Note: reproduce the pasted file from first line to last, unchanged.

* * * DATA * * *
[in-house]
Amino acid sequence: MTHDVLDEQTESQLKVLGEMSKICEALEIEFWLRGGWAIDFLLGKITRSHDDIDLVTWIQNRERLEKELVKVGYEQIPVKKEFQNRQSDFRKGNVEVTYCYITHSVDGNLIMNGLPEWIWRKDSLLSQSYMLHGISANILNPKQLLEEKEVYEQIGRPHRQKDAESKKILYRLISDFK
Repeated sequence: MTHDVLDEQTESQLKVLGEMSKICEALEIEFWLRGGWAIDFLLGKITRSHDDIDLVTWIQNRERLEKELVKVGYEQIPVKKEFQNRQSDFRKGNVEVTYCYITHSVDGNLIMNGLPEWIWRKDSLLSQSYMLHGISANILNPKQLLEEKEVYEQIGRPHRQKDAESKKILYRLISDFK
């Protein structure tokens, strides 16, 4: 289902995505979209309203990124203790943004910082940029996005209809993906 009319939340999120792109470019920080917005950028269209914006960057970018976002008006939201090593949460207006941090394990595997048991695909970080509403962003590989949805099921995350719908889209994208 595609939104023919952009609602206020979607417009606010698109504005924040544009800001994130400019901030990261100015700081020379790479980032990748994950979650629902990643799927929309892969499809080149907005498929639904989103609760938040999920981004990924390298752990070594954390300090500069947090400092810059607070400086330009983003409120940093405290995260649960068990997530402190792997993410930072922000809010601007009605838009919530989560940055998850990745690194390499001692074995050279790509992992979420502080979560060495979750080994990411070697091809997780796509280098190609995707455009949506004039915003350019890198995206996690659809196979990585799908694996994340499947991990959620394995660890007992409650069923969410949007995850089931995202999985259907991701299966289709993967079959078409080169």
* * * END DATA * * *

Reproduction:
[in-house]
Amino acid sequence: MTHDVLDEQTESQLKVLGEMSKICEALEIEFWLRGGWAIDFLLGKITRSHDDIDLVTWIQNRERLEKELVKVGYEQIPVKKEFQNRQSDFRKGNVEVTYCYITHSVDGNLIMNGLPEWIWRKDSLLSQSYMLHGISANILNPKQLLEEKEVYEQIGRPHRQKDAESKKILYRLISDFK
Repeated sequence: MTHDVLDEQTESQLKVLGEMSKICEALEIEFWLRGGWAIDFLLGKITRSHDDIDLVTWIQNRERLEKELVKVGYEQIPVKKEFQNRQSDFRKGNVEVTYCYITHSVDGNLIMNGLPEWIWRKDSLLSQSYMLHGISANILNPKQLLEEKEVYEQIGRPHRQKDAESKKILYRLISDFK
């Protein structure tokens, strides 16, 4: 289902995505979209309203990124203790943004910082940029996005209809993906 009319939340999120792109470019920080917005950028269209914006960057970018976002008006939201090593949460207006941090394990595997048991695909970080509403962003590989949805099921995350719908889209994208 595609939104023919952009609602206020979607417009606010698109504005924040544009800001994130400019901030990261100015700081020379790479980032990748994950979650629902990643799927929309892969499809080149907005498929639904989103609760938040999920981004990924390298752990070594954390300090500069947090400092810059607070400086330009983003409120940093405290995260649960068990997530402190792997993410930072922000809010601007009605838009919530989560940055998850990745690194390499001692074995050279790509992992979420502080979560060495979750080994990411070697091809997780796509280098190609995707455009949506004039915003350019890198995206996690659809196979990585799908694996994340499947991990959620394995660890007992409650069923969410949007995850089931995202999985259907991701299966289709993967079959078409080169």